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Appl Environ Microbiol. Feb 2011; 77(3): 794–802.
Published online Dec 10, 2010. doi:  10.1128/AEM.01599-10
PMCID: PMC3028699

Bacterial Killing by Dry Metallic Copper Surfaces[down-pointing small open triangle]


Metallic copper surfaces rapidly and efficiently kill bacteria. Cells exposed to copper surfaces accumulated large amounts of copper ions, and this copper uptake was faster from dry copper than from moist copper. Cells suffered extensive membrane damage within minutes of exposure to dry copper. Further, cells removed from copper showed loss of cell integrity. Acute contact with metallic copper surfaces did not result in increased mutation rates or DNA lesions. These findings are important first steps for revealing the molecular sensitive targets in cells lethally challenged by exposure to copper surfaces and provide a scientific explanation for the use of copper surfaces as antimicrobial agents for supporting public hygiene.

For many organisms, the trace element copper is an essential nutrient. It serves as a cofactor in respiration, and thus copper is required for aerobic metabolism. However, when copper is in excess, it is also highly toxic (29). This is because accumulation of copper ions or intracellular release of free copper ions from proteins causes cell damage. Copper readily catalyzes reactions that result in the production of hydroxyl radicals through the Fenton and Haber-Weiss reactions (13, 14). The highly reactive oxygen intermediates cause lipid peroxidation and oxidation of proteins (14, 16, 33). Free copper ions are able to oxidize sulfhydryl groups, such as cysteine, in proteins or the cellular redox buffer glutathione (15, 34). Specifically, copper ions inactivate proteins by damaging Fe-S clusters in cytoplasmic hydratases. In Escherichia coli, these are dihydroxy-acid dehydratase (IlvD) in the branched-chain amino acid synthesis pathway, isopropylmalate dehydratase (LeuC) in the leucine-specific branch, fumarase A (FumA) in the tricarboxylic acid cycle, and 6-phosphogluconate dehydratase in the pentose phosphate pathway (Edd). All were recently found to be damaged by copper ions (17). Thus, these proteins constitute specific targets for copper-induced toxicity. In Bacillus subtilis, copper ion toxicity was shown to interfere with the biosynthesis of Fe-S clusters and increased production of cluster scaffold and target proteins (5). In vitro exposure of DNA to copper ions causes mutations (36). It has also been thought that in vivo copper ion toxicity in bacteria is mediated by oxidative DNA damage, but this view was challenged because the growth rate of E. coli was found to be more strongly suppressed by copper ions under anaerobic conditions than when oxygen was present (28). Copper ions even decreased oxidative DNA damage when E. coli cells were exposed to hydrogen peroxide (18).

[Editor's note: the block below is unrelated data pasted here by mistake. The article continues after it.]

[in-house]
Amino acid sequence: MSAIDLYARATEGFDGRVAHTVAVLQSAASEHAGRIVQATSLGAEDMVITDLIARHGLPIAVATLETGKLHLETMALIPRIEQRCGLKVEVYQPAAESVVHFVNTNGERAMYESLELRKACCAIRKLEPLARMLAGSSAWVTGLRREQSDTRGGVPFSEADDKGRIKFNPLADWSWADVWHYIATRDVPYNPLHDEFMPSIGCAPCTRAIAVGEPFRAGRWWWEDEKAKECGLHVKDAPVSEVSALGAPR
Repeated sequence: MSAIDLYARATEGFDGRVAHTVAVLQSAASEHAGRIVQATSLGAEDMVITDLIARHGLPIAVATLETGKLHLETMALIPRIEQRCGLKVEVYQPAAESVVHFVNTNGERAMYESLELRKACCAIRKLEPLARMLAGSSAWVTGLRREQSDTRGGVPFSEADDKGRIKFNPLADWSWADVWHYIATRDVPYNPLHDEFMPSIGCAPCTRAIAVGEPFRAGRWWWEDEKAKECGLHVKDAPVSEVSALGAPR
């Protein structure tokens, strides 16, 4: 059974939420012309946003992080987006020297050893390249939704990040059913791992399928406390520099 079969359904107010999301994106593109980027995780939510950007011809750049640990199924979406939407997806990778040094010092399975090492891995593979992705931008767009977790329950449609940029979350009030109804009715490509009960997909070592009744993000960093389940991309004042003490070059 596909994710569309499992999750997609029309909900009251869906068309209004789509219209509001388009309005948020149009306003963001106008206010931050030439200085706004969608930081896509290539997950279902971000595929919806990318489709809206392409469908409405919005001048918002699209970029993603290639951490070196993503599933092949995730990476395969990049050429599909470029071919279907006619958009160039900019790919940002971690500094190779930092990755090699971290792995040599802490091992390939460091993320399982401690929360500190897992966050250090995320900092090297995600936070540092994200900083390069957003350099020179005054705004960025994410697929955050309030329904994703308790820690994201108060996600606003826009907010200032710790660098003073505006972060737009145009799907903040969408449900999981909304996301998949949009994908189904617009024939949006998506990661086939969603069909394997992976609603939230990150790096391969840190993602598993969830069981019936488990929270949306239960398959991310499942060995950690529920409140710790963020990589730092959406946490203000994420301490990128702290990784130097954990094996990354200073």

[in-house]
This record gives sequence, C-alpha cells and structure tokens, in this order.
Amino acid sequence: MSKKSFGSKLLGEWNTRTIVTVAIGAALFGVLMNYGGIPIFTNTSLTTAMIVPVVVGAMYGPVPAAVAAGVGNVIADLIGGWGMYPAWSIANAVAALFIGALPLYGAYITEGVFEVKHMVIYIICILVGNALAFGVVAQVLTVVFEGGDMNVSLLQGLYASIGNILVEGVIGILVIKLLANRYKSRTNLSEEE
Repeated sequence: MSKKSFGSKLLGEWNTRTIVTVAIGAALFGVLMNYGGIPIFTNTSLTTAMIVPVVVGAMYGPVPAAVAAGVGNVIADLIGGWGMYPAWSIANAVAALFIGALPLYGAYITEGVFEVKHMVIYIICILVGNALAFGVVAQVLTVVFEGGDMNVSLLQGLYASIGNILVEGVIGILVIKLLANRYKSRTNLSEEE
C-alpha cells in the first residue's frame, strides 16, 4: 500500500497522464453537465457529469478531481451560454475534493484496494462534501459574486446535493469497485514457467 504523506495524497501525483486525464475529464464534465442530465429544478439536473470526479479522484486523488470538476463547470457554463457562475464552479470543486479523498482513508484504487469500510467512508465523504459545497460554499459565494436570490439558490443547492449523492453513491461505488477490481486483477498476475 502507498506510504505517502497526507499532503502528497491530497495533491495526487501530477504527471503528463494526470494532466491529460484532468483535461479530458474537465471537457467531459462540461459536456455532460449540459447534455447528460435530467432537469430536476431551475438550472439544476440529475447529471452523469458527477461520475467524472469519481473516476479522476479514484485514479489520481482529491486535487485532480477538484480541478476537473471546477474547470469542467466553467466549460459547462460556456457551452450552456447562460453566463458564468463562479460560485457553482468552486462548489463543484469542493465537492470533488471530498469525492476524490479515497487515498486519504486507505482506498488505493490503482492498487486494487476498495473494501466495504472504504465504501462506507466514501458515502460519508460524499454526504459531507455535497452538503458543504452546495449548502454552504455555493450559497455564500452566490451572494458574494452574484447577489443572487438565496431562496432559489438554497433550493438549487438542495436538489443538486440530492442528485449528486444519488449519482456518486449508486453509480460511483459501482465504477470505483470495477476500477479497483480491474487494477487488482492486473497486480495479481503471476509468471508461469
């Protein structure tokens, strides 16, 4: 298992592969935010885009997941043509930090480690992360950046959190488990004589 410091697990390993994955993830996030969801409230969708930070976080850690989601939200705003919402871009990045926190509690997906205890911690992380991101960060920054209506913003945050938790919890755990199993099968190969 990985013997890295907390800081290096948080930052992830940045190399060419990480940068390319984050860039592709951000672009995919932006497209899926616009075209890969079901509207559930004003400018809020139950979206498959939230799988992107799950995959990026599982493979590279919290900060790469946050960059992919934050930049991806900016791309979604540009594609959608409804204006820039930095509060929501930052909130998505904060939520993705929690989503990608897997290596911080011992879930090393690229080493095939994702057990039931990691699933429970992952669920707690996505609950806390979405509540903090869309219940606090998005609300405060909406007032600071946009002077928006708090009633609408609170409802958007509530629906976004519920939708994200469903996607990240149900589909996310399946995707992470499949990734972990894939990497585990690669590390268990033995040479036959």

In recent years, it has become evident that copper surfaces with which pathogenic agents may come in contact, i.e., metallic copper touch surfaces, may help diminish surface-related hygiene problems. Dry copper surfaces in laboratory settings and in hospital trials proved to have great killing efficiency against a wide range of microbes (4, 9, 26). In most laboratory studies, cells suspended in buffer were applied to copper surfaces and incubated under ambient conditions. Usually, these cells were killed within hours (8, 25). We recently established a method that mimics contact of microbes with dry copper touch surfaces. Under these conditions, most microbes are killed within minutes (9, 10). Copper ions are released from metallic copper upon contact with bacteria (10) or with buffer alone (25). However, direct copper ion-mediated toxicity, targeting metabolic enzymes such as hydratases involved in amino acid biosynthesis (17), is unlikely to be the reason for contact killing because of the fast killing kinetics. Furthermore, extracellular supplementation with substances known to protect against oxidative stress, such as catalase, superoxide dismutase, or the hydroxyl radical quencher mannitol, delayed the killing of E. coli cells on dry copper surfaces (10). Thus, while we have some insight into the molecular mode of action exerted by copper ions on bacteria, the specific modes of stress exerted by metallic copper surfaces and the identity of sensitive cellular targets have not yet been elucidated. Such knowledge is needed to better understand why surfaces made from copper alloys exhibited efficient antimicrobial properties in recent successfully completed hospital trials (4, 19, 23).

In this study, we investigated the mode of action of dry metallic copper surfaces against E. coli and other bacterial model organisms. Our results demonstrate that exposed cells accumulated copper ions and exhibited membrane and cell envelope damage. It is likely that membrane proteins or the membrane lipids constitute the major targets of copper surface toxicity, but contact killing did not involve lethal damage to the cellular DNA through mutations and lesions.